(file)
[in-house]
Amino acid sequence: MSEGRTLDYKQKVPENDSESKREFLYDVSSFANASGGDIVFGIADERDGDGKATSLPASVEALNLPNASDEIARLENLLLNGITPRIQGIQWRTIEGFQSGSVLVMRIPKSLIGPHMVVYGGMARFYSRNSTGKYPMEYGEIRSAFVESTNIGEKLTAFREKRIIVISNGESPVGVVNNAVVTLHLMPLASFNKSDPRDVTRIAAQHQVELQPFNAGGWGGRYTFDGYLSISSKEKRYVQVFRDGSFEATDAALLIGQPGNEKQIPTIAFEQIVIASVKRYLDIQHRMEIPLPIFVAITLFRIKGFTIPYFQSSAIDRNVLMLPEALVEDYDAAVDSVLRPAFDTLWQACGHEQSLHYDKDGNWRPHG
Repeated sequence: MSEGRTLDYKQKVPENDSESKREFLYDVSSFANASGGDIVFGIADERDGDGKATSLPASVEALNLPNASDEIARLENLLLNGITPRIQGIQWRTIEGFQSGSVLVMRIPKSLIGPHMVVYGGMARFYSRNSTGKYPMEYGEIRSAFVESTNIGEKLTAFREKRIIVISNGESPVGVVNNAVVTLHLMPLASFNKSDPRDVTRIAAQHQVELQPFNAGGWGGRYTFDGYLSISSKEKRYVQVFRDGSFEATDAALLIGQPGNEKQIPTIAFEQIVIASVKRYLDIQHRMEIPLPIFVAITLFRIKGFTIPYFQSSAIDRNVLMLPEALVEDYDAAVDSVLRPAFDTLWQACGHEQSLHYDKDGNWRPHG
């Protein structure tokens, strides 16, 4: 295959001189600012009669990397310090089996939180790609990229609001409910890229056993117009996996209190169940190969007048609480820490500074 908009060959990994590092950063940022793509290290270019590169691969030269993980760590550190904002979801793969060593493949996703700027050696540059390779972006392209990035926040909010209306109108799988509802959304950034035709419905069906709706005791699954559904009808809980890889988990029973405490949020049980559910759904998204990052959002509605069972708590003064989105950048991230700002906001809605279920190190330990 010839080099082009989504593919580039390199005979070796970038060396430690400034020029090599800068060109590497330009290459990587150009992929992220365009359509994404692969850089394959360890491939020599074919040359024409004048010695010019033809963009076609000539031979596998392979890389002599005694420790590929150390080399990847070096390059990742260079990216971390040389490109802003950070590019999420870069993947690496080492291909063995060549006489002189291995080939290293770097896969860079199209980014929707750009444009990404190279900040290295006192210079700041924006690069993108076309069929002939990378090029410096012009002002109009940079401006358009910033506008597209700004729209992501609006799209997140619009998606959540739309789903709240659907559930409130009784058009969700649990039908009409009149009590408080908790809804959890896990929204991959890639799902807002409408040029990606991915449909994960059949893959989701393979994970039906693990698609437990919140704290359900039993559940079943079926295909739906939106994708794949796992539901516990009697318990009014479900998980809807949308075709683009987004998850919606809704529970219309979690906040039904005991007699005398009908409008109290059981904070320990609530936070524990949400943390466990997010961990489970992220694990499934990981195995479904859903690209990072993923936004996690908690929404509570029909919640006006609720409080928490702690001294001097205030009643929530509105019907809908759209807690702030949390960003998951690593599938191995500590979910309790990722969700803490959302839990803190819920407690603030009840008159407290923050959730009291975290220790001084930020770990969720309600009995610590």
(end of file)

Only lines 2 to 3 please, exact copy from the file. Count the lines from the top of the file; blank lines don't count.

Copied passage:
Amino acid sequence: MSEGRTLDYKQKVPENDSESKREFLYDVSSFANASGGDIVFGIADERDGDGKATSLPASVEALNLPNASDEIARLENLLLNGITPRIQGIQWRTIEGFQSGSVLVMRIPKSLIGPHMVVYGGMARFYSRNSTGKYPMEYGEIRSAFVESTNIGEKLTAFREKRIIVISNGESPVGVVNNAVVTLHLMPLASFNKSDPRDVTRIAAQHQVELQPFNAGGWGGRYTFDGYLSISSKEKRYVQVFRDGSFEATDAALLIGQPGNEKQIPTIAFEQIVIASVKRYLDIQHRMEIPLPIFVAITLFRIKGFTIPYFQSSAIDRNVLMLPEALVEDYDAAVDSVLRPAFDTLWQACGHEQSLHYDKDGNWRPHG
Repeated sequence: MSEGRTLDYKQKVPENDSESKREFLYDVSSFANASGGDIVFGIADERDGDGKATSLPASVEALNLPNASDEIARLENLLLNGITPRIQGIQWRTIEGFQSGSVLVMRIPKSLIGPHMVVYGGMARFYSRNSTGKYPMEYGEIRSAFVESTNIGEKLTAFREKRIIVISNGESPVGVVNNAVVTLHLMPLASFNKSDPRDVTRIAAQHQVELQPFNAGGWGGRYTFDGYLSISSKEKRYVQVFRDGSFEATDAALLIGQPGNEKQIPTIAFEQIVIASVKRYLDIQHRMEIPLPIFVAITLFRIKGFTIPYFQSSAIDRNVLMLPEALVEDYDAAVDSVLRPAFDTLWQACGHEQSLHYDKDGNWRPHG